When we had crossed the threshold of the door Which the perverted love of souls disuses, Because it makes the crooked way seem straight, Re-echoing I heard it closed again; And if I had turned back mine eyes upon it, What for my failing had been fit excuse? We mounted upward through a rifted rock,
The author of La Commedia (The Divine Comedy), considered a masterwork of world literature, Dante Alighieri was born Durante Alighieri in Florence, Italy, in 1265, to a notable family of modest means. His mother died when he was seven years old, and his father remarried, having two more children.
At twelve years old, Dante was betrothed to Gemma di Manetto Donati, though he had already fallen in love with another girl, Beatrice Portinari, who he continued to write about throughout his life, though his interaction with her was limited. The love poems to Beatrice are collected in Dante's La Vita Nuova, or The New Life.
In his youth, Dante studied many subjects, including Tuscan poetry, painting, and music. He encountered both the Occitan poetry of the troubadours and the Latin poetry of classical antiquity, including Homer and Virgil. He read Boethius's De consolatione philosophiae and Cicero's De amicitia. By the age of eighteen, Dante had met the poets Guido Cavalcanti, Lapo Gianni, Cino da Pistoia, and others. Along with Brunetto Latini, these poets became the leaders of Dolce Stil Novo ("The Sweet New Style"), in which personal and political passions were the purpose of poetry.
He later turned his attention to philosophy, which the character of Beatrice criticizes in Purgatorio. He also became a pharmacist, and in his twenties and thirties took an active part in local public affairs.
Like most Florentines during his lifetime, Dante was affected by the Guelph-Ghibelline conflict, a political division of loyalty between the Holy Roman Emperor and the Papacy. On June 11, 1289, he fought in the ranks at the battle of Campaldino on the side of the Guelphs, helping to bring forth a reformation of the Florentine constitution.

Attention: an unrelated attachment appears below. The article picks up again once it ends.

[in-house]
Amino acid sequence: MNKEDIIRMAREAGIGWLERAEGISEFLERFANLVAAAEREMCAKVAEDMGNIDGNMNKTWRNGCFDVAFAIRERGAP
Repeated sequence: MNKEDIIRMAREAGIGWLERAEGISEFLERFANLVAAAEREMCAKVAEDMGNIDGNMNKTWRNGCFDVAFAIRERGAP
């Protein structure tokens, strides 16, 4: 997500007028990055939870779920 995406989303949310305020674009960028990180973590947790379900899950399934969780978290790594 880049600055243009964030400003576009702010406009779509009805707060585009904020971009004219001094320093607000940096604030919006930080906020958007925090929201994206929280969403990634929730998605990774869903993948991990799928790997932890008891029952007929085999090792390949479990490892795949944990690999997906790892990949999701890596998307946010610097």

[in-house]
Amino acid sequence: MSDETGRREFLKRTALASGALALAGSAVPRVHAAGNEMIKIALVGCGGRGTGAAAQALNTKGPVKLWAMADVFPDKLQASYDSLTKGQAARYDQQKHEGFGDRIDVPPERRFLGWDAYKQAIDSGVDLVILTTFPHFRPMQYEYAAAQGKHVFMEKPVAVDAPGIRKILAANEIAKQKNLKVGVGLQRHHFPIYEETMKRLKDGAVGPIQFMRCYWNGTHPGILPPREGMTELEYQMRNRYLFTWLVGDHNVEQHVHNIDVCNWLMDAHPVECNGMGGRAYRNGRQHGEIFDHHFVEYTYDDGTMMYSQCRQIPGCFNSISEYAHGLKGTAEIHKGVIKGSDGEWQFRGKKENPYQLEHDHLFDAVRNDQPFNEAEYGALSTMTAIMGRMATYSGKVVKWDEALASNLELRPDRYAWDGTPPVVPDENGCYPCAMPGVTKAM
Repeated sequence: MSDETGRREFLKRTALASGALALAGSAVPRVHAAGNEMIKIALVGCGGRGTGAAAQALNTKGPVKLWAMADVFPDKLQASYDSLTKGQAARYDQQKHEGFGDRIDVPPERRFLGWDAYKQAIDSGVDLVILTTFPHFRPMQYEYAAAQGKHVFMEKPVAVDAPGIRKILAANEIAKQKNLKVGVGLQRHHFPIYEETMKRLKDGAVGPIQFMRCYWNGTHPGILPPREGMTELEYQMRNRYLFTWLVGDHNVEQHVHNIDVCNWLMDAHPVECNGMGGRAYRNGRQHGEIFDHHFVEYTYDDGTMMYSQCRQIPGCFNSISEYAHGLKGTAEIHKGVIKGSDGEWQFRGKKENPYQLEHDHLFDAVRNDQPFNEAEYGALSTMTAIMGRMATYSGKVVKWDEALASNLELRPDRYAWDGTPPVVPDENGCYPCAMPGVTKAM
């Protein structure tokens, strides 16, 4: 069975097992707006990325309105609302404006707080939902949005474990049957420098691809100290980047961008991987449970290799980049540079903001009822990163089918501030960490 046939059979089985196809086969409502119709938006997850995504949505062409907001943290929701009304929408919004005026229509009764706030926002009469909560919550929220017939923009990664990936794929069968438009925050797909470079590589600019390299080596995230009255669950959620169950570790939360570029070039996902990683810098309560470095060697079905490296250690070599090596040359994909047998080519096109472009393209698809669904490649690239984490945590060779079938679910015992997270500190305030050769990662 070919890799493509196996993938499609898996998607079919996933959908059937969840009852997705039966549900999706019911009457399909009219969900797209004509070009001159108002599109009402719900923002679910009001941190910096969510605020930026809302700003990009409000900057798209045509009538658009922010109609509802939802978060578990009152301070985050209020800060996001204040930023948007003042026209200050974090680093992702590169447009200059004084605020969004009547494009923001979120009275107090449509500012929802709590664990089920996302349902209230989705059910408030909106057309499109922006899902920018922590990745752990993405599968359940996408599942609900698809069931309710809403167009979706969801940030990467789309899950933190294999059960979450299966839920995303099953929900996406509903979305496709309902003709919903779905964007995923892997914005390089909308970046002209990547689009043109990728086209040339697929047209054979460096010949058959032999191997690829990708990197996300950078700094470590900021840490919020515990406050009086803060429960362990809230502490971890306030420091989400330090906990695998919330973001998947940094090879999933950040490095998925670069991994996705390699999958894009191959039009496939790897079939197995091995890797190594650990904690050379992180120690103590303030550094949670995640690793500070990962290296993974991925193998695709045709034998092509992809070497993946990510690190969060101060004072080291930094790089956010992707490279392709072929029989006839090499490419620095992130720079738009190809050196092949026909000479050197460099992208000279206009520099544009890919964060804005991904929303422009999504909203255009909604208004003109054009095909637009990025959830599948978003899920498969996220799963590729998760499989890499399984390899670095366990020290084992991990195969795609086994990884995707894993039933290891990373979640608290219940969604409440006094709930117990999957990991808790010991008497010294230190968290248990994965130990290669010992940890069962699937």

After defeating the Ghibellines, the Guelphs themselves divided into two factions: the White Guelphs, Dante's party, who were wary of the Pope's political influence; and the Black Guelphs, who remained loyal to Rome. Initially the Whites were in power and kicked the Blacks out of Florence, but Pope Boniface VIII planned a military occupation of the city. A delegation of Florentines, with Dante among them, was sent to Rome to ascertain the Pope's intentions.
While he was in Rome, the Black Guelphs destroyed much of the city, and established a new government. Dante received word that his assets had been seized and that he was considered an absconder, having left the city. Condemned to perpetual exile, Dante never returned to his beloved Florence. An outcast, Dante wandered Italy for several years, beginning to outline La Commedia, his great work.
In 1315, the military officer controlling Florence granted an amnesty to Florentines in exile, but the government of the city insisted that returning expatriots were required to pay a large fine and do public penance. Dante refused, preferring to remain in exile. Six years later, Dante died on September 13, 1321 in Ravenna, Italy, most likely of malarial fever.
Unlike the epic poems of Homer and Virgil, which told the great stories of their people's history, Dante's The Divine Comedy is a somewhat autobiographical work, set at the time in which he lived and peopled with contemporary figures. It follow's Dante's own allegorical journey through Hell (Inferno), Purgatory (Purgatorio), and Paradise (Paradiso). Guided at first by the character of Virgil, and later by his beloved Beatrice, Dante wrote of his own path to salvation, offering philosophical and moral judgments along the way.
Dante is credited with inventing terza rima, composed of tercets woven into a linked rhyme scheme, and chose to end each canto of the The Divine Comedy with a single line that completes the rhyme scheme with the end-word of the second line of the preceding tercet. The tripartite stanza likely symbolizes the Holy Trinity, and early enthusiasts of terza rima, including Italian poets Boccaccio and Petrarch, were particularly interested in the unifying effects of the form.
Also unlike the epic works that came before, The Divine Comedy was written in the vernacular Italian, instead of the more acceptable Latin or Greek. This allowed the work to be published to a much broader audience, contributing substantially to world literacy. Due to the monumental influence the work has had on countless artists, Dante is considered among the greatest writers to have lived. As the poet T. S. Eliot wrote, "Dante and Shakespeare divide the world between them, there is no third."